3 Proposed Changes That May Cost You Big!

Recently, a commission of 19 high-profile people from various academic, business and political worlds got together to try to strengthen the retirement security and personal savings of Americans. The result was a 146-page report from the Bipartisan Policy Center that recommended a broad spectrum of reforms, many of them aimed directly at high-income individuals. Here are just a few that may directly affect your retirement strategy:

Number 1: Limiting the mortgage interest tax deduction.

For many years now, mortgage interest payments have generally been tax deductible to people who itemize their deductions on their tax returns. This has been a huge boon to many taxpaying homeowners, and has often provided a big incentive for people to buy a home. The panel is recommending that this deduction “should no longer apply to mortgage interest when home equity decreases, such as through HELOCs and second mortgages.” They tell us they’re concerned that too many people have borrowed from the equity in their homes, thus increasing their debt load and creating a burden in retirement. By eliminating the deduction in those cases, people should be discouraged from going into debt. I guess we just can’t make these decisions for ourselves, can we?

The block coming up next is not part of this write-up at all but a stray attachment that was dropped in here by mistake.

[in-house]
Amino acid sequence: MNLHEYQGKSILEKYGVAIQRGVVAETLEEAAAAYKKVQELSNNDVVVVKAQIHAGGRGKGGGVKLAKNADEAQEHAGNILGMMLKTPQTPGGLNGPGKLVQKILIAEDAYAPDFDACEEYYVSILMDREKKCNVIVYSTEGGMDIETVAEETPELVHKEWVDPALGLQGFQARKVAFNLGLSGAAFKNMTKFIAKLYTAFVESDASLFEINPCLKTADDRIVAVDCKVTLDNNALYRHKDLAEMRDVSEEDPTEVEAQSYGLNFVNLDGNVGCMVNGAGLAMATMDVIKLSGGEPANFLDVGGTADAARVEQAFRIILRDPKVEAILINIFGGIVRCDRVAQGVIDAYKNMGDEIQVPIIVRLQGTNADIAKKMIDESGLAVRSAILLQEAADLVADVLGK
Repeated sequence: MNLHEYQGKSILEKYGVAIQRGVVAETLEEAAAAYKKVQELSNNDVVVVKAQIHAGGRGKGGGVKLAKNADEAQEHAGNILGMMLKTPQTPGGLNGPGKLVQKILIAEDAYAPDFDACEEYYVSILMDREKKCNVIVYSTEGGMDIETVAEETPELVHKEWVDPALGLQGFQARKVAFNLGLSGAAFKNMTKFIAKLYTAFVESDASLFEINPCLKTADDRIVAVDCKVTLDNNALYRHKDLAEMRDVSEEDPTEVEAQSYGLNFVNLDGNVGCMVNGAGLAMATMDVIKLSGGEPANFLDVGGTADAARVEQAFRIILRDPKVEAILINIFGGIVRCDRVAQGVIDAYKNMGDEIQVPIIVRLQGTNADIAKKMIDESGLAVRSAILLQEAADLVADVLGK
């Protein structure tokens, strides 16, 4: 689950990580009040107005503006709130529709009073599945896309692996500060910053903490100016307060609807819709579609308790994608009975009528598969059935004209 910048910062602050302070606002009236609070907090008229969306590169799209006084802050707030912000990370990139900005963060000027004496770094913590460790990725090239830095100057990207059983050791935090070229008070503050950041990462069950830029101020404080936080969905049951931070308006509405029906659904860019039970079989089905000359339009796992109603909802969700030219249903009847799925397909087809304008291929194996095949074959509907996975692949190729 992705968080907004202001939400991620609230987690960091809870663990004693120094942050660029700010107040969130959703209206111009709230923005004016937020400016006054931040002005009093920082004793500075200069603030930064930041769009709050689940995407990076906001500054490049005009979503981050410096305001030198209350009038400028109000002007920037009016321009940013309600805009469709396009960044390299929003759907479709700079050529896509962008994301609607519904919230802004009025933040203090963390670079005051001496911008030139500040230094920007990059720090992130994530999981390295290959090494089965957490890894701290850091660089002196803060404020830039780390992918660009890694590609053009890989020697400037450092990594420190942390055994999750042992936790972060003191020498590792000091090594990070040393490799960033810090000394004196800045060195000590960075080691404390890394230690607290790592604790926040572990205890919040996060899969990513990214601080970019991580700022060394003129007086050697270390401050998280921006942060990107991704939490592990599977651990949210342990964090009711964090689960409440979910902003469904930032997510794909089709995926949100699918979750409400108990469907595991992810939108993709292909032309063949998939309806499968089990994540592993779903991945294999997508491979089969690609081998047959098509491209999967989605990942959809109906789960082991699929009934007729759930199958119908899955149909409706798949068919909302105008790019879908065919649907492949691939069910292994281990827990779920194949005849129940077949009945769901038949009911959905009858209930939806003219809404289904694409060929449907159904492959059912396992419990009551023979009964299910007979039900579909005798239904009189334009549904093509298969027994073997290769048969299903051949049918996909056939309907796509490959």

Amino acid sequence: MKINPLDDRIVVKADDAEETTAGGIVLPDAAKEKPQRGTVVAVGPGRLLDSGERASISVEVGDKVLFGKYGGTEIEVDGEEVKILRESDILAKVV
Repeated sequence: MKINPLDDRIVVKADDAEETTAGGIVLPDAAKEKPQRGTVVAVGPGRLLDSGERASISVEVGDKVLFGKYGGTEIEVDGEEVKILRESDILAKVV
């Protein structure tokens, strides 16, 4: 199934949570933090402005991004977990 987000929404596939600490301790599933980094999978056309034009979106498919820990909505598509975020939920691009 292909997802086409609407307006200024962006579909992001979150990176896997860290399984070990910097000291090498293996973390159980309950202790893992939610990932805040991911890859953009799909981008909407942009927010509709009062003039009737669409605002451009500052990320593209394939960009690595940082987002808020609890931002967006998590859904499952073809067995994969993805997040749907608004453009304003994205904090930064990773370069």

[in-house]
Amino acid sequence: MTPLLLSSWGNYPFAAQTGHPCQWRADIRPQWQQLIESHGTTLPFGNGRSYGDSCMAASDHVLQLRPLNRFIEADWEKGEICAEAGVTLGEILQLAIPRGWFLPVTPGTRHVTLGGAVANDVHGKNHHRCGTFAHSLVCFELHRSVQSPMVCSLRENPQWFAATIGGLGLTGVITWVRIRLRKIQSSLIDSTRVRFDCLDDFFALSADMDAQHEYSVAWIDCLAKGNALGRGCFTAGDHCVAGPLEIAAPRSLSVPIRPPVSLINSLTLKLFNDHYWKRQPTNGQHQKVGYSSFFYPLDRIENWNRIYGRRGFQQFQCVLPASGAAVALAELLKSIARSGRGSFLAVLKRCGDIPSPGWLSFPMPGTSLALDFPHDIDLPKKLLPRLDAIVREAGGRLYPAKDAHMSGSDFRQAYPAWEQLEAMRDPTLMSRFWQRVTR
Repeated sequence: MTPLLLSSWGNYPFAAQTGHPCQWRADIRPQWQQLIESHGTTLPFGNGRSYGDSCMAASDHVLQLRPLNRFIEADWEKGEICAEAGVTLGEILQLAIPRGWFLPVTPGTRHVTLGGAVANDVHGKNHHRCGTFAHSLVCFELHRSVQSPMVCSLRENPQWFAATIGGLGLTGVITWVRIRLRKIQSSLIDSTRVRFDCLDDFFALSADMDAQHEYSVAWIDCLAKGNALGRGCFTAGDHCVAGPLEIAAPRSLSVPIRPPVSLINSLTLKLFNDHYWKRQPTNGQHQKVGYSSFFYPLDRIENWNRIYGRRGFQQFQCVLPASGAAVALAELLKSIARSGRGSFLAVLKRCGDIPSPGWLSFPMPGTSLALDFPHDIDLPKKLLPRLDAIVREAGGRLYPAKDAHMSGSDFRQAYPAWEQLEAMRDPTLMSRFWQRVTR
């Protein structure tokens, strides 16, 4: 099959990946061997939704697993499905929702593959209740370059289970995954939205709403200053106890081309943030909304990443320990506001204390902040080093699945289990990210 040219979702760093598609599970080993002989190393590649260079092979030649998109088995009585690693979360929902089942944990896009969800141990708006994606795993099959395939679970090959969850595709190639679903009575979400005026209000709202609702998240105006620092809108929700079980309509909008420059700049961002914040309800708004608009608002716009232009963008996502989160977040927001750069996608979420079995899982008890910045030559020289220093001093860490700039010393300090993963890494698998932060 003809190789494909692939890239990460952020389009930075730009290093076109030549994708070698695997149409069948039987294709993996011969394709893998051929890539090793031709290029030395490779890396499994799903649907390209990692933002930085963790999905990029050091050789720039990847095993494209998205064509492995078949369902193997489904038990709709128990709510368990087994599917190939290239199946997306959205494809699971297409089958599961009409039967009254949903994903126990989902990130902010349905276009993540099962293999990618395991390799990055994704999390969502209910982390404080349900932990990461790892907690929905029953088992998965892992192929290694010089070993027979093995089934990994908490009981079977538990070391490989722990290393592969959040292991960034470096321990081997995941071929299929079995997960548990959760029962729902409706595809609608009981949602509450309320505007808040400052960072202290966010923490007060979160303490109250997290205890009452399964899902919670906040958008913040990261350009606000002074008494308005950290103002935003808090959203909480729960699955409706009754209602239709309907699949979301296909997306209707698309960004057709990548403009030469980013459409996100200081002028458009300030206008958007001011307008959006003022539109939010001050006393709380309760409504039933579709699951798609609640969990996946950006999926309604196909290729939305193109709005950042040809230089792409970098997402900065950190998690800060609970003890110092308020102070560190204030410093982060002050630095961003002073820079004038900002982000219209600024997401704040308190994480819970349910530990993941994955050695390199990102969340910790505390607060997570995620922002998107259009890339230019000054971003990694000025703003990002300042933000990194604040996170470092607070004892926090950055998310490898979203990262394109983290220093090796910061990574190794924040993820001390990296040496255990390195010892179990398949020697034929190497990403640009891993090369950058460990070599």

Number 2: Cut Social Security benefits for the wealthy.

They want to do this in a couple of different ways. First, they’re looking at raising the FICA wage base from $118,500 to $195,000, which would add an additional 6.2% tax on wages between those amounts. The other cut they’re recommending is through a cap on spousal benefits. They say that the current spousal benefit “mostly benefits certain high-income families who can afford to have only one earner, and, in this way, undermines the progressivity of Social Security.” So in other words, the higher your income is now, the greater the chance that your spousal benefits will be capped.

Number 3: Close the “stretch” IRA provision.

Under current law, if you are a non-spouse beneficiary of someone’s IRA or defined contribution plan, you can choose to stretch the required minimum withdrawals over your own life expectancy. Doing it this way may allow you to leave the money inside those tax-advantaged accounts for a much longer period of time, potentially saving you from paying large amounts of income tax right away. The commission recommended closing this so-called “stretch” provision, and forcing you to take all of the money out of the account within a five-year time limit. For some people, this could create a big tax bill they hadn’t counted on.

There is so much more out there that could potentially affect you – that’s why we have a strategy first approach to your retirement planning. So whether these three items will affect you or not, there may be something in the future that does, and that’s why we’re here.

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